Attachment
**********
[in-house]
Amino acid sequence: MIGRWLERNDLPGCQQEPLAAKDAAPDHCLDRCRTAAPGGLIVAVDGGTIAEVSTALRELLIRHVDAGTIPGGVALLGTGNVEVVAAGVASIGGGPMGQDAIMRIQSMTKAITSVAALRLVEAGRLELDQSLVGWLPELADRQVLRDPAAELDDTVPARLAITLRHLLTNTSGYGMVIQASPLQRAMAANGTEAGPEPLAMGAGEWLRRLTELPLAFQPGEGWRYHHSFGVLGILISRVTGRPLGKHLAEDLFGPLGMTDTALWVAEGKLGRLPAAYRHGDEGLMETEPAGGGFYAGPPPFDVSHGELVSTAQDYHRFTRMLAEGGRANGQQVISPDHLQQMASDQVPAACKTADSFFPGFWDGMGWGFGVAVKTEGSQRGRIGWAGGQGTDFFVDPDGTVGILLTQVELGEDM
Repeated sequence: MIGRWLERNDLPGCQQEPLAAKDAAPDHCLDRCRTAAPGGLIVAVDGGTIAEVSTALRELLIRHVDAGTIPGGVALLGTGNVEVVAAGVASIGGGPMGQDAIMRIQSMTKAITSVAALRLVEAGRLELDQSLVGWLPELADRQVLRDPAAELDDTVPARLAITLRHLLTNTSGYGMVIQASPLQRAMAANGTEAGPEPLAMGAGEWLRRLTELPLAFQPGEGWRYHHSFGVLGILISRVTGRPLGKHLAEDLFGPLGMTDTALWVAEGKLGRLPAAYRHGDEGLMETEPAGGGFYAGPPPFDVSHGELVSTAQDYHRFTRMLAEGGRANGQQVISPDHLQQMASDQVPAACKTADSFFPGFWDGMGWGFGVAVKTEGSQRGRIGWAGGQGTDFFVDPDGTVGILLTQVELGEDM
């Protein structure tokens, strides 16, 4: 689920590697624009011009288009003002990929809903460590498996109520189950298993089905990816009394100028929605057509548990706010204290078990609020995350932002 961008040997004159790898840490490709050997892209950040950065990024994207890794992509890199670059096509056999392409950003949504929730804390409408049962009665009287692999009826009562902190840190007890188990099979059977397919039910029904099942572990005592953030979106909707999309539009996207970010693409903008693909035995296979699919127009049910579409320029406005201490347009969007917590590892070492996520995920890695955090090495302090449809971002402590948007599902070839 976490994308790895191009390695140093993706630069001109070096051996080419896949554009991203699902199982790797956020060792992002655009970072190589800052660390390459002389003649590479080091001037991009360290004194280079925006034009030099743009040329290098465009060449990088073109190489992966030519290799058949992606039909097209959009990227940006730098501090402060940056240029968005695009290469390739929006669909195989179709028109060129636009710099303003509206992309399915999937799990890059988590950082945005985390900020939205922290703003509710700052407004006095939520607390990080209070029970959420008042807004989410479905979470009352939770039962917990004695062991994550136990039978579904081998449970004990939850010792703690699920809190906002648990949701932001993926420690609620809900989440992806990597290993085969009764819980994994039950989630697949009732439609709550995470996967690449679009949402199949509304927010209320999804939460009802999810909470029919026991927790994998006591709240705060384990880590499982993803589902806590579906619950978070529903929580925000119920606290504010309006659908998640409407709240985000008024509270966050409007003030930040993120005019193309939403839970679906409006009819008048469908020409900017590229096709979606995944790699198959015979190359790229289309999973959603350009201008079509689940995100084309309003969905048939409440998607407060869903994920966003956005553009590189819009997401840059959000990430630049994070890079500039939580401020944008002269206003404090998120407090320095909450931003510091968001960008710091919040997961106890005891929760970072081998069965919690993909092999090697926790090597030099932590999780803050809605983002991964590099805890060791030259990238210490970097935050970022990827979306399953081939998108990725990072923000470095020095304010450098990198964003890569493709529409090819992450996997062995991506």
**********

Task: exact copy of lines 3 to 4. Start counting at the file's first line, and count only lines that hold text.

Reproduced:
Repeated sequence: MIGRWLERNDLPGCQQEPLAAKDAAPDHCLDRCRTAAPGGLIVAVDGGTIAEVSTALRELLIRHVDAGTIPGGVALLGTGNVEVVAAGVASIGGGPMGQDAIMRIQSMTKAITSVAALRLVEAGRLELDQSLVGWLPELADRQVLRDPAAELDDTVPARLAITLRHLLTNTSGYGMVIQASPLQRAMAANGTEAGPEPLAMGAGEWLRRLTELPLAFQPGEGWRYHHSFGVLGILISRVTGRPLGKHLAEDLFGPLGMTDTALWVAEGKLGRLPAAYRHGDEGLMETEPAGGGFYAGPPPFDVSHGELVSTAQDYHRFTRMLAEGGRANGQQVISPDHLQQMASDQVPAACKTADSFFPGFWDGMGWGFGVAVKTEGSQRGRIGWAGGQGTDFFVDPDGTVGILLTQVELGEDM
């Protein structure tokens, strides 16, 4: 689920590697624009011009288009003002990929809903460590498996109520189950298993089905990816009394100028929605057509548990706010204290078990609020995350932002 961008040997004159790898840490490709050997892209950040950065990024994207890794992509890199670059096509056999392409950003949504929730804390409408049962009665009287692999009826009562902190840190007890188990099979059977397919039910029904099942572990005592953030979106909707999309539009996207970010693409903008693909035995296979699919127009049910579409320029406005201490347009969007917590590892070492996520995920890695955090090495302090449809971002402590948007599902070839 976490994308790895191009390695140093993706630069001109070096051996080419896949554009991203699902199982790797956020060792992002655009970072190589800052660390390459002389003649590479080091001037991009360290004194280079925006034009030099743009040329290098465009060449990088073109190489992966030519290799058949992606039909097209959009990227940006730098501090402060940056240029968005695009290469390739929006669909195989179709028109060129636009710099303003509206992309399915999937799990890059988590950082945005985390900020939205922290703003509710700052407004006095939520607390990080209070029970959420008042807004989410479905979470009352939770039962917990004695062991994550136990039978579904081998449970004990939850010792703690699920809190906002648990949701932001993926420690609620809900989440992806990597290993085969009764819980994994039950989630697949009732439609709550995470996967690449679009949402199949509304927010209320999804939460009802999810909470029919026991927790994998006591709240705060384990880590499982993803589902806590579906619950978070529903929580925000119920606290504010309006659908998640409407709240985000008024509270966050409007003030930040993120005019193309939403839970679906409006009819008048469908020409900017590229096709979606995944790699198959015979190359790229289309999973959603350009201008079509689940995100084309309003969905048939409440998607407060869903994920966003956005553009590189819009997401840059959000990430630049994070890079500039939580401020944008002269206003404090998120407090320095909450931003510091968001960008710091919040997961106890005891929760970072081998069965919690993909092999090697926790090597030099932590999780803050809605983002991964590099805890060791030259990238210490970097935050970022990827979306399953081939998108990725990072923000470095020095304010450098990198964003890569493709529409090819992450996997062995991506």